Arrival in Poland
18.08.2006 31 °C
I left Cesky Krumlov on Wednesday, and narrowly escaped sharing the bus journey with an irritating American school teacher who I had foolishly agreed to travel with the previous night. He insisted he could show me how to use the metro (underground) train when I got back to Prague. But any fool could have figured it out, so I was just fine and dandy thank you. I left Prague on Thursday morning and got the train to Krakow, changing at Katowice.
In my train compartment was a friendly and talkative young Canadian guy who is going to teach English in Krakow, and a lovely Polish Grandma. So we shared the usual conversation of 20 year old boys, something like "what music do you like?" and "Aren't Eastern European women hot?". He wouldn't believe the Arctic Monkeys aren't from Iceland, bless him.
That evening in Krakow, I spoke to the guys in my room who were from Melbourne, and we arranged to get up early the next day to go to Auschwitz, or Oswiecim (with accents) to use its proper Polish name. It was a pretty grim experience, and attempting to describe it is probably a bit useless. I should really just say, go there and see it with your own eyes.
The original Auschwitz I, with the famous gates claiming "Arbeit Macht Frei" is much smaller, as this was more for political prisoners and so on, but a couple of kilometres away is Birkinau, or Auschwitz II, which was built for the purpose of the "final solution". This was the most shocking, if only because of its scale. Barbed wire fences with lookout towers stretch along its perimter as far as the eyes can see. There were over 300 prison barracks, large huts crammed with rows of three tier bunks. But another horrendous fact, is that despite the numbers of prison huts, at the hheight of the atrocity, only the 30% of peoplewho arrived on the trains which pulled in would be deemed fit for work and sent to these huts. The majority were simply sent for their "shower". There were four vast gas chambers. The museum in Auschwitz I has just a sample of the piles of belongings that were found by the Russian troops who liberated the camp in January 1945. Womens hair, mountains of shoes, glasses, false legs, childrens clothes, and suitcases with their owners names and addresses scrawled on them from different cities in different countries, Amsterdam, Prague, Warsaw, and all over.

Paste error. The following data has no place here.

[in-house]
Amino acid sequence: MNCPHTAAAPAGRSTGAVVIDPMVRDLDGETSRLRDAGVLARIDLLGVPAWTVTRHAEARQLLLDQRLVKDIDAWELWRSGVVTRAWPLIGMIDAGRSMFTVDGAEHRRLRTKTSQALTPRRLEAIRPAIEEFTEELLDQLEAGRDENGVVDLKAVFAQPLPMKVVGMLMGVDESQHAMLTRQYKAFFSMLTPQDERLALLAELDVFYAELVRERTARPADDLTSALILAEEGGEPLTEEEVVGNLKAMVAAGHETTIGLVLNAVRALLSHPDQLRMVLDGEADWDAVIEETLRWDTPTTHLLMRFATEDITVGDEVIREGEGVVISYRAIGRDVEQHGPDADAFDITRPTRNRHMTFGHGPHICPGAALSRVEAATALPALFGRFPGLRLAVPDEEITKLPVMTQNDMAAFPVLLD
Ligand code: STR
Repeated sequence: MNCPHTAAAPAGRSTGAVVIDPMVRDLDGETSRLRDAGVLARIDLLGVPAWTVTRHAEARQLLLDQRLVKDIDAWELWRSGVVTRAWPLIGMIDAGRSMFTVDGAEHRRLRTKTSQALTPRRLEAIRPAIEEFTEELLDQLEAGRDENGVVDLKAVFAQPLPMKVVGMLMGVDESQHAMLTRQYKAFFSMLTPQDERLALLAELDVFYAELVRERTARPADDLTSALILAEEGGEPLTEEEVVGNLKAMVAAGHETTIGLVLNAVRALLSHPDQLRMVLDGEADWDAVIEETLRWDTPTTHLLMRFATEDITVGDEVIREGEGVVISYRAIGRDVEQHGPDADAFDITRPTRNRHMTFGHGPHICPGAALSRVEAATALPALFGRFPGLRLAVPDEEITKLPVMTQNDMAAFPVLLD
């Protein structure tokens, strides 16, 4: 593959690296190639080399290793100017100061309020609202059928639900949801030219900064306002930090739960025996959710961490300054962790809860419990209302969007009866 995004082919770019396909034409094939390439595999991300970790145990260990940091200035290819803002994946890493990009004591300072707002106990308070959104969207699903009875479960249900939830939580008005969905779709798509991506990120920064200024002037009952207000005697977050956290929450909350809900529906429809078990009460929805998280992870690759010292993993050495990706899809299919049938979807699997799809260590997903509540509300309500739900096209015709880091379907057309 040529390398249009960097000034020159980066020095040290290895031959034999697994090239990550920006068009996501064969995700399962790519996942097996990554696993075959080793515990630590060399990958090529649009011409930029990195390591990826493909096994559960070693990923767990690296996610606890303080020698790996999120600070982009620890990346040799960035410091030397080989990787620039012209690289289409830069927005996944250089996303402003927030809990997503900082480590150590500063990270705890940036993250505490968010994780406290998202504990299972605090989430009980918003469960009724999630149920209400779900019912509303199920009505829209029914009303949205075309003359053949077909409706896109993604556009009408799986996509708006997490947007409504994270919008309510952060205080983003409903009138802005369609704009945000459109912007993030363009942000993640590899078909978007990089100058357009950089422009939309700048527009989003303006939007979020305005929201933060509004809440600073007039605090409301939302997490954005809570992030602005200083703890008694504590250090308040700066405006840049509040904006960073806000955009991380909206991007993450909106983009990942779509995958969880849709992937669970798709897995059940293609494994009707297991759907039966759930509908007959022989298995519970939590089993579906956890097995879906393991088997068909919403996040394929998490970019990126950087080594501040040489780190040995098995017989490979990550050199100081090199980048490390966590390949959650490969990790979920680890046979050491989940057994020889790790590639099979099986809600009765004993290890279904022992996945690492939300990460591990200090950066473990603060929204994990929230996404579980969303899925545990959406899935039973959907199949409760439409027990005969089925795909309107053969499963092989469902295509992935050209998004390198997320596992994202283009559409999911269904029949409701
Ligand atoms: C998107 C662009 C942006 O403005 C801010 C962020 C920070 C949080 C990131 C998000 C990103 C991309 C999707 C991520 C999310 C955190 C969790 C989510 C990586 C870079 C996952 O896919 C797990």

It was one of those things you have to see, to even start to try and get your head round it. I seriously recommend the visit though.
After, it was time to relax a bit and start explore the beautiful town of Krakow.